He really is.
And he has many names: Cadbury, Cadders, Dooge, Doogie, Doogus, Buddy, Pup, Puppers, Poopsie, Poopsicle, Little Swine, Butthead, and many others.
I say he’s a doofus because one of the reasons is his ability to focus on nothing else but the food (or potential thereof) surrounding your personal space. Doesn’t have to be in your hand. Doesn’t have to be on the table near you. Just has to have the potential for crumbies to fall on the floor, or for your person to seem like the type to offer him food, willingly or by mistake. He’s a professional scrounger. His number one job is to be Mr. Hoover (for my American folks, that’s a vacuum) around the kitchen whenever we give him the, “Okay, find it!” command. It might be his sole purpose in life.
This makes training him easier than some other dogs. I don’t say “easy” because he has his moments (all dogs can pretend not to hear their owners recalling them, la-la-la!), but he is definitely food motivated. So I had to laugh last week when I tried to introduce a new trick to his repertoire before food time: fetch. He plays with two beat up tennis balls and a bright orange Grubber toy ball outside on a daily basis. His Grubber might be his favorite outside toy of them all. I thought it would be a simple matter of throwing him a ball (tennis, in this case) and watching him catch it before I released him to eat breakfast. He was having none of it. Super excited, he focused halfheartedly on me and almost wholly on the bowl full of raw meat, veggies, organs, and eggs behind my legs. He did not focus on the tennis ball that bopped him in the face. Hey, man, you have to catch the ball. I tried again, giving him the command “watch” to get his eyes off the food. Bonk! Another time. Nope. He opened his mouth a touch after the fourth attempt (near-miss), but refused to catch a ball he had caught hundreds of times before. What gives?
After five minutes of this charade, I decided teaching Cadbury new tricks involving catching a moving object (and not, say, just spinning in a circle or moving back a few paces) was not the best way to motivate my dog in the morning. Drooling slightly with anticipation and giving me the world’s most heart-meltingist sad puppy dog eyes, I could just hear Cadbury saying, “Food, just give me the food. I’ll do all the tricks I know for that food.” I gave him some easy commands and let him eat. He has me trained better than I think.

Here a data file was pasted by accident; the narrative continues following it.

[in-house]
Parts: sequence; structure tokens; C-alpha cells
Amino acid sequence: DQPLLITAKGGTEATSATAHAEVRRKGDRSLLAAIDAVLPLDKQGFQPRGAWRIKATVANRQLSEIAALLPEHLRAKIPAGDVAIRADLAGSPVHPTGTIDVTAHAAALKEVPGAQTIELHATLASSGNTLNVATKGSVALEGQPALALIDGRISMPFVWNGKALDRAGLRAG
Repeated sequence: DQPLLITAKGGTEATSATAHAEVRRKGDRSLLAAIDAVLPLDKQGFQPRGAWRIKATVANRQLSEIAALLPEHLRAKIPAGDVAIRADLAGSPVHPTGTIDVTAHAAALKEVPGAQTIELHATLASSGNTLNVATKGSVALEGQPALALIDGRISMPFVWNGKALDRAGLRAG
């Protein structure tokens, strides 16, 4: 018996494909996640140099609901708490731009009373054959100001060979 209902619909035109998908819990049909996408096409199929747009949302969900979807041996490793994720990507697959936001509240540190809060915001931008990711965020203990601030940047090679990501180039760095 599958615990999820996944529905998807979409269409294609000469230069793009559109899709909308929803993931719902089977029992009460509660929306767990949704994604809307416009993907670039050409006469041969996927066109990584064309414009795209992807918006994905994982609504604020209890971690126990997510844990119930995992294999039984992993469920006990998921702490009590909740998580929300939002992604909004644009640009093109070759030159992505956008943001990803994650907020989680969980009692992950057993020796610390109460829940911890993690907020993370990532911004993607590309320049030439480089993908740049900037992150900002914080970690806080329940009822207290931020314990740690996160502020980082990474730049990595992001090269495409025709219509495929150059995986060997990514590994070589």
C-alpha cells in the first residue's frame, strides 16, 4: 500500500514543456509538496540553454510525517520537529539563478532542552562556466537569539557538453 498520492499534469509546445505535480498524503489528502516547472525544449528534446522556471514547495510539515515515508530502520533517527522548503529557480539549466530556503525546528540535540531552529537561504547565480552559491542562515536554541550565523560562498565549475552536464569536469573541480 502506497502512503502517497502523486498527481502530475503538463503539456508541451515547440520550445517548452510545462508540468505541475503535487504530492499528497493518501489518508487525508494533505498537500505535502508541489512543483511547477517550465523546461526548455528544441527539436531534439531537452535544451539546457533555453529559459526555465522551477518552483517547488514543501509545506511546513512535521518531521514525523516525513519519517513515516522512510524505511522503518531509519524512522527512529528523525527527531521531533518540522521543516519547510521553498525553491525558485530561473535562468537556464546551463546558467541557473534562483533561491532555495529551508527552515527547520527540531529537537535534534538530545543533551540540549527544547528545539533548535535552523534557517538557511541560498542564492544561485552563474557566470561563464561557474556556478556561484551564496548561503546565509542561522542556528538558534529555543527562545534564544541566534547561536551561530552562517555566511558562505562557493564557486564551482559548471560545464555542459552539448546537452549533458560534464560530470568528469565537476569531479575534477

In other news, being sick while pregnant is no bueno. And going to the local clinic and seeing your least favorite nurse practitioner is like going to the Navy corpsman on duty and being told to change your socks and take an ibuprofen. It was essentially the same advice, except pregnant women can’t take ibuprofen, so I was advised to take paracetamol (British version of acetaminophen; Tylenol) and drink hot lemon and honey water. I was also gently mansplained to that being six months pregnant makes one tired more often and that I shouldn’t be worried if I’m not as full of energy as I once was. But at least I hadn’t waited twenty minutes past my appointment time to hear him run his suck. The rather loud commentary in my head went something like this: “Broseph, I know my body. My kid’s just fine. My pregnancy’s been pretty damn easy considering this is my first. I’m sick. I’d like to get better. Please just run some tests or swab my throat or something so I know what I’m working with and what I can take to fight this stupid virus.” But I refrained. If I get worse, I’m calling my sweet-ass, down-to-earth, uber experienced midwife and asking her opinion.
To end on a positive note, spring has sprung and my three apple saplings and my patio cherry tree arrived in the mail yesterday. I am so excited, it’s all a bit ridiculous. I’m gonna engage in one of my favorite pastimes today and get downright dirty.